February Crossquarter

February Cross-Quarter, also known as Imbolc or Candlemas, is another of the ancient Celtic fire festivals, marked by the kindling of the sacred fires to encourage the return of the sun and is often referred to as the Festival of Lights.

Imbolc is often a feast held in honor of the Goddess Brighid of the Tuatha de Danann, as well as a feast of the hearth and home. Brighid is the triple Goddess of Poetry, Healing, and Smith-craft.  Brighid is the daughter of the mighty Dagda. She is a Goddess of Fire and therefore Patroness of the Forge, as well as the Goddess of Inspiration.  She continues to be called upon to aid women in childbirth.

When Christianity finally reached Ireland, the Catholic Church had their work cut out for them. It is said that there are more Irish wells dedicated to the Goddess Brighid than to Saint Patrick himself.  Despite attempts by the church to demonize all of the Pagan Gods and Goddesses, they fell short in the case of Brighid and canonized the Goddess instead, as St. Brigit.  The Festival of Imbolc is also the origin of the Christian festival of Candlemas.

For our Celtic Ancestors this celebration marked the return of Spring, the stirring of the first seeds and the lengthening of the day.  Warmth from the sun instilled new hope that Spring would soon be upon them.  A more personal and localized festival than Samhain or Beltaine, Imbolc was often observed by individual families, instead of entire communities. The celebration of Imbolc is said to have commenced when the local sheep began to lactate. At this time of the year Celtic farmers prepared for ploughing and warriors made ready their weapons for the season to come.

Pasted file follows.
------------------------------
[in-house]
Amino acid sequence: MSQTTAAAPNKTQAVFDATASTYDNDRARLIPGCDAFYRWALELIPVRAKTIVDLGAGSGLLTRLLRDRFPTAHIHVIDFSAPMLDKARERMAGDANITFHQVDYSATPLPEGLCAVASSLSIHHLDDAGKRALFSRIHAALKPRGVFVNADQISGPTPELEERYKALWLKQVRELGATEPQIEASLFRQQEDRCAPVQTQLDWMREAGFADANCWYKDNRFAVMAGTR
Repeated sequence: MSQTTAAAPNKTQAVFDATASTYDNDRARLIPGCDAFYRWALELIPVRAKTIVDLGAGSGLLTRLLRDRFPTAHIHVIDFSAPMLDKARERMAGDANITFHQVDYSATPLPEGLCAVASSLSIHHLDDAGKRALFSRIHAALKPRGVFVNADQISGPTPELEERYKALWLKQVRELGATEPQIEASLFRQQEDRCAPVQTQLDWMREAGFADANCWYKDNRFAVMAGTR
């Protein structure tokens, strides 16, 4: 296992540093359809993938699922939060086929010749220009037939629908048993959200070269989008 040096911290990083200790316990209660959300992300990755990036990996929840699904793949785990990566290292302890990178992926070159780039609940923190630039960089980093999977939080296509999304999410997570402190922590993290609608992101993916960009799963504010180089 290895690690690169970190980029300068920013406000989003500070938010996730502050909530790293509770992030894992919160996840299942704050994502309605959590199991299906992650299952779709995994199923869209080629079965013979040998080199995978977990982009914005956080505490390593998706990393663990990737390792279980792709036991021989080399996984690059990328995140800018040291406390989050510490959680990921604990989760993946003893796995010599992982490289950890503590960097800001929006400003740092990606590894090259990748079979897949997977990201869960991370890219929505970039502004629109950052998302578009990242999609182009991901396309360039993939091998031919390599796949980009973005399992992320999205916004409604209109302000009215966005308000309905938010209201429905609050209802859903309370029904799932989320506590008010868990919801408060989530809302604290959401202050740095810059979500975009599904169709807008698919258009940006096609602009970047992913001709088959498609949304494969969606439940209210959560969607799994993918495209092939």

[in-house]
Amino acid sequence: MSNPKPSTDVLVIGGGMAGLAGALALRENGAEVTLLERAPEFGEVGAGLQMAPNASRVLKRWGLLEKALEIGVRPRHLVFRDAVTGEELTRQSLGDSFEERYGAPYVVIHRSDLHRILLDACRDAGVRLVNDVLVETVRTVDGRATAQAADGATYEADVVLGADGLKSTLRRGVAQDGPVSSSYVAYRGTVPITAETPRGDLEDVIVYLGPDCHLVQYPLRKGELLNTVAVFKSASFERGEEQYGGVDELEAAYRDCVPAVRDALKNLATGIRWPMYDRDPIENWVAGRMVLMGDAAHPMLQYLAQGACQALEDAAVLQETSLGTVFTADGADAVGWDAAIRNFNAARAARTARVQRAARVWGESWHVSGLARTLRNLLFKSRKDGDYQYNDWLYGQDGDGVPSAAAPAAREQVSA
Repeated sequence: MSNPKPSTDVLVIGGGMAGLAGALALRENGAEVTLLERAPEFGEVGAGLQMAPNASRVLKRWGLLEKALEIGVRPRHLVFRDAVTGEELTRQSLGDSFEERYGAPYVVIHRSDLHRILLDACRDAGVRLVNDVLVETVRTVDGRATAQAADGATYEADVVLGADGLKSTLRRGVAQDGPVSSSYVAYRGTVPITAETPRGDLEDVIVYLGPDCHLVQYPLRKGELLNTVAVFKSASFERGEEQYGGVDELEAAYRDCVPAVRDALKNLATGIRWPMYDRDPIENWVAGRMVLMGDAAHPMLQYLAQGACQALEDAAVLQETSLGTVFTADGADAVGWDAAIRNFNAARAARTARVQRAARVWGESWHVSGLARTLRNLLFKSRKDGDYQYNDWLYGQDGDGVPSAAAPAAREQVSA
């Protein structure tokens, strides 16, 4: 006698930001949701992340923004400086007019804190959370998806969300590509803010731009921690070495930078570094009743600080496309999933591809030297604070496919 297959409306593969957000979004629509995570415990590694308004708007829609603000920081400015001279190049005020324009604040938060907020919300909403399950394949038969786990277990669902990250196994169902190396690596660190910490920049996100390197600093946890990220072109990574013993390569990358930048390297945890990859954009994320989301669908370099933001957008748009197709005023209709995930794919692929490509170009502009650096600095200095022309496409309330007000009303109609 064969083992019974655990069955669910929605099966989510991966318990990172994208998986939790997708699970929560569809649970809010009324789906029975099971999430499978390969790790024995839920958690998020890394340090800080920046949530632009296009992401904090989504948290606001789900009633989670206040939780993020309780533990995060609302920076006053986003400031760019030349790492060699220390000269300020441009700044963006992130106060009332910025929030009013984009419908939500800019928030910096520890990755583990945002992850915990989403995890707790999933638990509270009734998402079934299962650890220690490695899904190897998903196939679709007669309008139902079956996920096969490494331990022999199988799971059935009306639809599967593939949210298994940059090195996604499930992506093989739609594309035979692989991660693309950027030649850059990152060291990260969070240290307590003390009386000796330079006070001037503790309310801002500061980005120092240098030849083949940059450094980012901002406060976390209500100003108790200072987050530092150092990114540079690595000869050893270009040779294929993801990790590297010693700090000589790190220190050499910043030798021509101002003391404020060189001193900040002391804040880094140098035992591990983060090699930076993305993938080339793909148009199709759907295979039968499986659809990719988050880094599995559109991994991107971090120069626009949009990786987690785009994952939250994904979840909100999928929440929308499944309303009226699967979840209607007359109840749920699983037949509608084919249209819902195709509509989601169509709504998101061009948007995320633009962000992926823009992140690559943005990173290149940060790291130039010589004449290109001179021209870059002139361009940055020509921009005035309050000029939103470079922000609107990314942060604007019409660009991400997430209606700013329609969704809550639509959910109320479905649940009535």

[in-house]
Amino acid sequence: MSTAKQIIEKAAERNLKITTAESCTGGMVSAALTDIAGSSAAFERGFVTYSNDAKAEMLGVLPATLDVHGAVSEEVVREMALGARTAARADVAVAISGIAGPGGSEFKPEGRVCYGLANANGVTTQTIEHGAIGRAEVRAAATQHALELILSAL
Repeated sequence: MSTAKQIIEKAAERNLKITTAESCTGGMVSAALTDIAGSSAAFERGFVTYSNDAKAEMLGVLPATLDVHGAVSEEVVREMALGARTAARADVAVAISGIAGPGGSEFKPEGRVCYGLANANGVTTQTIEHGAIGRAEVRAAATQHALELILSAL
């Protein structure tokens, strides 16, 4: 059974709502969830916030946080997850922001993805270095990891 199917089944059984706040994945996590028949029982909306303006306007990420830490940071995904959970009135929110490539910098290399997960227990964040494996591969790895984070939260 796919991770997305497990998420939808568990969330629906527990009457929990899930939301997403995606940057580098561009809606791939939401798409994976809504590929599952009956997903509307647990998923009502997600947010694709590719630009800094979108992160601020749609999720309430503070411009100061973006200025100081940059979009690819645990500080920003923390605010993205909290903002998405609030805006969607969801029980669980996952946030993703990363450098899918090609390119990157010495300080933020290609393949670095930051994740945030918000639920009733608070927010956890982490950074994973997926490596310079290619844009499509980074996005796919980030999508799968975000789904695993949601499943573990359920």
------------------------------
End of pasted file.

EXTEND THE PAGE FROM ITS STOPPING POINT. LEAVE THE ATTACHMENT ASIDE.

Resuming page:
Today, Imbolc is usually celebrated on the eve before February 2nd.  It is an important time for divination for the upcoming season, including weather divination.  Other customs include the women of the house “smooring” the hearth before retiring on the eve of Imbolc. In the morning they would look for signs of a visit from Brighid.  The weaving of the “Brighid’s Cross” from straw or rushes was a traditional activity.  These would be hung in the home for protection, especially from fire.  It was also customary for the men to make the image of Brighid from straw.  The brideog would then be placed in the Brighid’s Bed.